Re: GPL, yet again. (The kernel is a lot like a shared library)
Michael K. Edwards wrote:
> I will grant you Lawrence Lessig even though a few minutes' Googling
Quite refreshing. ;-)
Similar concerns from an another lawyer:
What composes a derivative work of software under copyright law
is one of almost complete opacity. Add that to the ambiguous
language of the GPL, referring only in part to derivative works,
and the result is absolute opacity, or in your words, absolute
vagueness, or in Lessig's words, insane complexity.
Is the SFLC going to legally clarify this issue of "derivative",
especially in cases where they raise the spectre of criminal
infringement charges? Will the SFLC create some guidelines do
provide notice which combinations are subject to copyright and
which ones are per-empted by patents?
I doubt so. They like using copyright laws that help their cause
(102a), and like ignoring copyright laws that hurt their cause
(102b). After all, ignoring the law is one thing anarchists like.
To quote Eben Moglen:
This use of intellectual property rules to create a commons
in cyberspace is the central institutional structure enabling
the anarchist triumph.
I would like to know why law-abiding companies like IBM and Intel,
which fund the OSDL which funds the SFLC, why such law-abiding
companies are funding those espousing anarchist goals? Are they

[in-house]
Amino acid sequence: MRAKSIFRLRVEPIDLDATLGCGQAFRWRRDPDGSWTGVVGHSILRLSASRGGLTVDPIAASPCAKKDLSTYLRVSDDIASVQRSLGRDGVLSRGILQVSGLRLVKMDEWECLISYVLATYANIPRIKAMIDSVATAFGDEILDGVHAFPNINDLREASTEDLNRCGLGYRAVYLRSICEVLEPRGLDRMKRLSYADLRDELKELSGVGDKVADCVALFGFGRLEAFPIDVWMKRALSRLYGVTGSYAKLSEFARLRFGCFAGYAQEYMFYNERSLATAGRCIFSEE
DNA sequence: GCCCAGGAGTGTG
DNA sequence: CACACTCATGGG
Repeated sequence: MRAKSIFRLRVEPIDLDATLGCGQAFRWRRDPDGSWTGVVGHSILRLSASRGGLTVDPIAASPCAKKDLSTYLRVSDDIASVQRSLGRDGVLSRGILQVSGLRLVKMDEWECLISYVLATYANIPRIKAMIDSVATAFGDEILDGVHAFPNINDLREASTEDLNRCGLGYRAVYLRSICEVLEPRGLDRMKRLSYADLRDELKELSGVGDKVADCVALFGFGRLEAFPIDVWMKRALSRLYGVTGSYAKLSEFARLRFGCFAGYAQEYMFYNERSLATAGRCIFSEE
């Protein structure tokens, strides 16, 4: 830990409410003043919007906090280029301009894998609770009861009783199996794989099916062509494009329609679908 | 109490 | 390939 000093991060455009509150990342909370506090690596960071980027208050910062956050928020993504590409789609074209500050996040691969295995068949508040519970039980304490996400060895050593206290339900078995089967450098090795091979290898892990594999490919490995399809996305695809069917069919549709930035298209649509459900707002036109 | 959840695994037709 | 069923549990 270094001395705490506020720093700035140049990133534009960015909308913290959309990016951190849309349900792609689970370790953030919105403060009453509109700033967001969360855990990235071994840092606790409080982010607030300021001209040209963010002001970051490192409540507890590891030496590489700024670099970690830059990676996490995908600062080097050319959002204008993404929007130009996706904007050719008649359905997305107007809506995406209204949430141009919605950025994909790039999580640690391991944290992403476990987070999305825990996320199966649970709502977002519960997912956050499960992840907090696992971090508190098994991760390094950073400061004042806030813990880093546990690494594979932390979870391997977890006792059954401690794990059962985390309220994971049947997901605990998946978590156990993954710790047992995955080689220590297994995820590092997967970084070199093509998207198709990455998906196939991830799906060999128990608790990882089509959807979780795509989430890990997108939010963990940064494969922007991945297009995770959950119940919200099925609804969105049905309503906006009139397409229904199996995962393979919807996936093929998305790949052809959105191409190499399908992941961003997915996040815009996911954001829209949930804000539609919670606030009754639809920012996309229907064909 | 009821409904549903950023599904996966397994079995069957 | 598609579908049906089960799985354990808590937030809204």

going to create a defense fund for software pirates next - pirates
are anarchists as well?
Seriously (apropos "per-empted by patents"), see also
(The Case against Copyright Protection of Non-literal
Elements of Computer Software)
Altai has been viewed as a landmark decision as it incorporates
many traditional principles of copyright law into a single
analytical framework seemingly suitable for computer software.
However, when honestly applied, the abstraction-filtration-
comparison test eliminates protection for computer programs by
entirely filtering out not only the individual elements of
computer programs such as software objects but also the
compilation of selection and arrangement expression that is the
program's structure, since both are designed with efficiency in
It is more appropriate to consider the software objects of a
computer program as analogous to the gears, pulleys, and levers
of a mechanical invention, as by its very nature, the design of
computer software is intended to optimize functionality by
making a program run faster, use less memory, or be easier for
the programmer to modify. When viewed as a collection of
software objects combined in such a way as to optimally perform
various tasks, the design of computer software closely
resembles the design of functional devices protected by patent
law rather than the non-functional, non-literal elements of
creative authorial works protected under copyright law.